by Margaret Edson
Directed by Glynis Leyshon
January 8th February 3rd
Box Office: 873-3311 or Ticketmaster 280-3311
Powerful and Profound ! Spiritually Uplifting!
By Frank C. Scott
Wit will touch your soul. It will pick you up, shake you violently,
make you laugh, cry, and then set you back down, ever so gently, a better
person for witnessing it.
Never in my life have I seen such a powerful drama and performance propel
so many people to tears. Vancouver Playhouses opening night of
Wit ended with a standing ovation as touching and moving as
the play itself.
Written by one-time playwright, Margaret Edson, Wit
won the 1999 Pulitzer Prize for Drama. It succeeds brilliantly, using wit,
irony, and paradox to tell a story of death that is profoundly life-affirming.
The play chronicles Dr. Vivian Bearings life and last days while dying
from ovarian cancer. She is a scholarly, snobbish English professor who has
dedicated her life to the study of 17th century poet John Donne, particularly
his Holy Sonnets.
Vivian knows all too well what will become of her. More importantly she realizes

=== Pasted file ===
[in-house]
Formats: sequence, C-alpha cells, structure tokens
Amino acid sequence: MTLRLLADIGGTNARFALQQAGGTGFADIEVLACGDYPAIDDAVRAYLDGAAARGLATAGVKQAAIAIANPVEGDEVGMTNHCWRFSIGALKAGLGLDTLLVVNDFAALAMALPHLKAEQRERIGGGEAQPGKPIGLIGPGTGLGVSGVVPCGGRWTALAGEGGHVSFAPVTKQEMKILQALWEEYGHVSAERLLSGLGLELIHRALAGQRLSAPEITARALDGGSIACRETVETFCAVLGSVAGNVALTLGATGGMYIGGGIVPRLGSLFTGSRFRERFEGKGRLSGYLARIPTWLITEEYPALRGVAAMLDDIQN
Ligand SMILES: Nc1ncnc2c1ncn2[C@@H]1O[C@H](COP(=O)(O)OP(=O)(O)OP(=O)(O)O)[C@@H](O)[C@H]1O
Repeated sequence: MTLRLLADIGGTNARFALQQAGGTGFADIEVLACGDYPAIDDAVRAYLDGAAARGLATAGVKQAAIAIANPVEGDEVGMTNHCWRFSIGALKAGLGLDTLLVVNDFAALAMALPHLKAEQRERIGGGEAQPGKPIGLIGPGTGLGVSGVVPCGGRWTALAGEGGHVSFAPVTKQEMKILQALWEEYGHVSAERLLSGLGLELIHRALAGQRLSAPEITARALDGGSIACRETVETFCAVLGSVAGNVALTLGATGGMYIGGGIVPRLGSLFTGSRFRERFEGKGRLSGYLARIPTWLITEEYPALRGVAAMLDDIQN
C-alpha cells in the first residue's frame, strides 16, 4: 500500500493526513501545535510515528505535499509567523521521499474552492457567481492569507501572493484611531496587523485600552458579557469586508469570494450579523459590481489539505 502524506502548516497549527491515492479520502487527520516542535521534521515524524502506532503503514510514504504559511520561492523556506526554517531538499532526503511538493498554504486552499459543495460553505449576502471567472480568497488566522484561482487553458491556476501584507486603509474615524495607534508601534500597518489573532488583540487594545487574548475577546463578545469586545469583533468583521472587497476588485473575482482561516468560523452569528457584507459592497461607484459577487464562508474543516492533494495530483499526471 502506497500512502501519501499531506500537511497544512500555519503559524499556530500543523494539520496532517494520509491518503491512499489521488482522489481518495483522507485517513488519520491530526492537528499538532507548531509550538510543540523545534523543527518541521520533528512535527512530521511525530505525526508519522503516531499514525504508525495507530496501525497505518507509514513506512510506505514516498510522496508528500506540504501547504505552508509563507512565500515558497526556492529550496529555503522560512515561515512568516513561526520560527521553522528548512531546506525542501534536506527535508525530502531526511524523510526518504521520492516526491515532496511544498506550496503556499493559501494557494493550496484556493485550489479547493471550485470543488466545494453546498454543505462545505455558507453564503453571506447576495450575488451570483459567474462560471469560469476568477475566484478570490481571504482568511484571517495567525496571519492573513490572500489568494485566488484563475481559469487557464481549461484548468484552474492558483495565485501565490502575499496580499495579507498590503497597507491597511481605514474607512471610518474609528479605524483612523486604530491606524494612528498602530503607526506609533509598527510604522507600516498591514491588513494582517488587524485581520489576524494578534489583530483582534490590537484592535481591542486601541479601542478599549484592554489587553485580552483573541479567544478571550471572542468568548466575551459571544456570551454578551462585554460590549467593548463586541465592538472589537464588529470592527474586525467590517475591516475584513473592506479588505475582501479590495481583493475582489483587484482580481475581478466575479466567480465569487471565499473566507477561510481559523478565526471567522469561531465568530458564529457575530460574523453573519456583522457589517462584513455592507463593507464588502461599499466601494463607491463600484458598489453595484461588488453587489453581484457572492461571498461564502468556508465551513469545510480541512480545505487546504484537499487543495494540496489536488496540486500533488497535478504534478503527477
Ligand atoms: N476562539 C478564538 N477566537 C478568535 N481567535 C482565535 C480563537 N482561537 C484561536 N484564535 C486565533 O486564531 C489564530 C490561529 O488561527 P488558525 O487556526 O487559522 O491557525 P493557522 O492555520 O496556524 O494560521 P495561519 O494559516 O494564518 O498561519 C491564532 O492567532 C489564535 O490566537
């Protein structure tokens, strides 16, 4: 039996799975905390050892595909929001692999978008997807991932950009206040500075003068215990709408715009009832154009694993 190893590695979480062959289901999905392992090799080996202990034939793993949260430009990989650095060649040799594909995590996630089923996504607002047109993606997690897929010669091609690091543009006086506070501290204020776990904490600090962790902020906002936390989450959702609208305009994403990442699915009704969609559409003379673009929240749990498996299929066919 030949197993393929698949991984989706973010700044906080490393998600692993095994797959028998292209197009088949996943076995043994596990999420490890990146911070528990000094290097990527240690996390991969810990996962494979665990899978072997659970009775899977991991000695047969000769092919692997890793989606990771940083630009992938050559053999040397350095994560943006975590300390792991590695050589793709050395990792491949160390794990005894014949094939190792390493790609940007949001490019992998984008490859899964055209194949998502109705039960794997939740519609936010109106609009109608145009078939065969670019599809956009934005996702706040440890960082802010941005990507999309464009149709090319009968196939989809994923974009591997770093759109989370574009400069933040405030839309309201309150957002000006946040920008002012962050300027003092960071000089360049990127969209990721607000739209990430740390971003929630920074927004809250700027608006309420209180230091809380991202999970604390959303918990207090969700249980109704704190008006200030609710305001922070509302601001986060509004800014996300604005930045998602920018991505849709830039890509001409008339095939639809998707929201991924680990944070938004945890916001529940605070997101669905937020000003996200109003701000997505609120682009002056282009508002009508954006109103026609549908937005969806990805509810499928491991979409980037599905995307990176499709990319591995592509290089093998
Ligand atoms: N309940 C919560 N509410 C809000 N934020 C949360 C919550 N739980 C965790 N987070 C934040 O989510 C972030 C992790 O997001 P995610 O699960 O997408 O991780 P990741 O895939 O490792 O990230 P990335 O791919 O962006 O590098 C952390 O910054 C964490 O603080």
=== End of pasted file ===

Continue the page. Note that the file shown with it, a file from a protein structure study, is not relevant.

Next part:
that words and poetry have not solved the puzzle to her smug, empty life.
The result is a journey of compassion and enriched human spirit. Ironically,
she discovers this while suffering the inhumanities of hospital life and
experimental chemotherapy treatments.
Thrilled with the prospects of a new experiment, cold-hearted Dr. Kelekian
says, "You must be brave, you must be tough." For Vivian, her journey
is one of self-discovery, wit, compassion, and finally, salvation:
"Im a student again, Im learning to suffer."
The incredible Seana McKenna plays the role of Dr. Vivian Bearing.
Her performance is superlative. She tugs at her audience from the moment
she enters, then takes them on a journey of tears and laughter.
An all-star cast supported Ms. Mckenna's performance. Alex Poch-Goldin
played Jason Posner, the obsessed cancer research intern. Jim Mezon
played the cold-hearted Dr. Kelekian. Veteran, trail-blazing Canadian actor
Joy Coghill played Professor E.M. Ashford, Vivians mentor; and
Kirsten Williamson played nurse Suzy Monahan, Vivians only true
friend at her time of need.
Director Glynis Leyshon, the Playhouse's Artistic Director, should
be congratulated for premiering this fine drama in Vancouver. Glynis writes
on the subject of cancer: "Wit fiercely explores
the kind of complex human, spiritual and emotional values that the real-life
situation incurs. It never exploits, it never sensationalizes, it never
sentimentalizes, but it, for me, touches the heart of that experience."
Pam Johnsons sterile set combined with Kevin
Lamottes glaring bright lights worked beautifully as a sharp contrast
to heartfelt performances on stage.
This is a must-see show. It runs to February 3rd. Consider
Wit a requiem for anyone who has been touched by a disease.